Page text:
from the exhaust.
In terms of hydrocarbons, we all know that automobiles
are running cleaner than they used to by magnitudes, but what about
greenhouse gasses? What about CO2?
Have you ever given any thought to what happens to the
fuel that is burned in an automobile, a diesel
semi-truck, or a leaf blower? It oxidizes.
That means oxygen combines with the two elements found
in fuel, namely hydrogen and carbon. The reason
fuel is called a hydrocarbon is because it
consists of hydrogen and carbon. Every ounce of it turns
into an airborne gas. Hydrogen combines with
oxygen to form water (H2O) and carbon
oxidizes to form carbon dioxide (CO2
). CO2 is the greenhouse gas everyone
is talking about.
Aspen, Colorado wanted to know what was causing
greenhouse gasses in their community. Where is the CO2
coming from? They found that 555,660 tons of CO2
were emitted from the transportation sector. That
represents 66% of all the CO2 emissions in
Aspen in 2004. The other major contributor is the power
Those arguing that leaf blowers are worse than
automobiles when it comes to Greenhouse Gasses (CO2
), are totally incorrect. How many cars in your
household are used to drive to work? How many
gallons of gasoline do you burn in a week, one tank full
(18 gallons)? Two tanks (36 gallons)? How
much do you burn in a leaf blower in a week, 10 ounces?
20 ounces? A gallon, by the way, is 128 ounces.
The average automobile is 230 times worse than a leaf
blower when it comes to the emission of greenhouse
To say that leaf blowers pollute more than automobiles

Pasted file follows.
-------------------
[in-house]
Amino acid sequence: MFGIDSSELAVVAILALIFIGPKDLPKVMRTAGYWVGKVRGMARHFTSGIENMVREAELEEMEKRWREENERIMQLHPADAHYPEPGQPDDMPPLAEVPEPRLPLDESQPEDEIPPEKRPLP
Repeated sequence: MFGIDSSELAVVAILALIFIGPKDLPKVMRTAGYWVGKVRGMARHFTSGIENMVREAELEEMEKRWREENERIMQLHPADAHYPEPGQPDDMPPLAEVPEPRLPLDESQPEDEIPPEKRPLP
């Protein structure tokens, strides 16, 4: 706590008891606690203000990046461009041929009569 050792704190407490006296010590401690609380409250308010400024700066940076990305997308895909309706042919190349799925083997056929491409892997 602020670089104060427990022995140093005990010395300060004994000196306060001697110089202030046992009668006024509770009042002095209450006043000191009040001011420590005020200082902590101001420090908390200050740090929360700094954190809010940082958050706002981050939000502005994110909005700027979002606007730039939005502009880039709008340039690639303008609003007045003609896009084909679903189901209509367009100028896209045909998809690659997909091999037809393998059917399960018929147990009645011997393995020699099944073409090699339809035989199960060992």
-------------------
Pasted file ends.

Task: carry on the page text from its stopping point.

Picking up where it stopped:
is an irresponsible, uninformed and absurd statement.
Ten ounces of fuel through a leaf blower generates about
the same amount of CO2 as that found in
a couple cases of beer.
To learn more about the greenhouse gasses, see the
following web sites:
S ome people feel that one's health might be at risk
because of the leaf blower. Since they move air at
high velocity, doesn't it stand to reason that they
would also generate a lot of dust?
The issue of health risk is often
misrepresented as it relates to the leaf blower.
According to the EPA, the particulate matter that is
potentially harmful to someone’s health is known as
PM-10 and PM-2.5. These numbers represent the particle
size, which is 10 microns and 2.5 microns respectively.
A micron is a meter divided by one million (1/1,000,000
meter). PM-10 has a diameter of 0.00001 meter
(0.0004 inches or one-seventh
the width of a human hair). They are similar in size to
the dust you see in a ray of sun light, right within
your own living room. For the most part, PM-10 is
otherwise invisible. Leaf blowers deal with a much
larger sized particle, one that falls back to the earth
within a few feet of the nozzle.
originate from a variety of mobile and stationary
sources (diesel trucks, woodstoves, power plants, etc.),
their chemical and physical compositions vary widely.
Particulate matter can be directly emitted or can be
formed in the atmosphere when gaseous pollutants such as
SO2 and NOx react to form fine particles.
Gasoline powered leaf blower engines do not produce
these chemicals, however, diesel engines do.
As for leaf blowers
raising this particle into the air, PM-10 is already in
the air. Because it is so small and lightweight, the
wind keeps these particles suspended. The brown haze
you see over a city is comprised of these particles.
learn more about PM-10 at the following sites:
The Board of Health, which
drafted the town’s (Greenwich's) current noise ordinance
in 1984, and amended it in 2004 and 2006 to address the
use of leaf blowers, has the power to amend it again and
present it to the RTM for approval. However, that seems
unlikely since the board’s Leaf Blower Research
Subcommittee recently concluded that leaf blower noise,
although annoying, “does not pose a threat to public
health,” said Caroline Baisley, Greenwich director of
Baisley said the
subcommittee, comprised of three doctors, found “there’s
no conclusive, well-grounded scientific data providing
medical evidence of the health risks associated
specifically with leaf blower use — and therefore
recommended that no changes be made to the ordinance.”
Dr. Steele conducted a yearlong study of leaf blowers for the
California legislature. Click to see
Report to California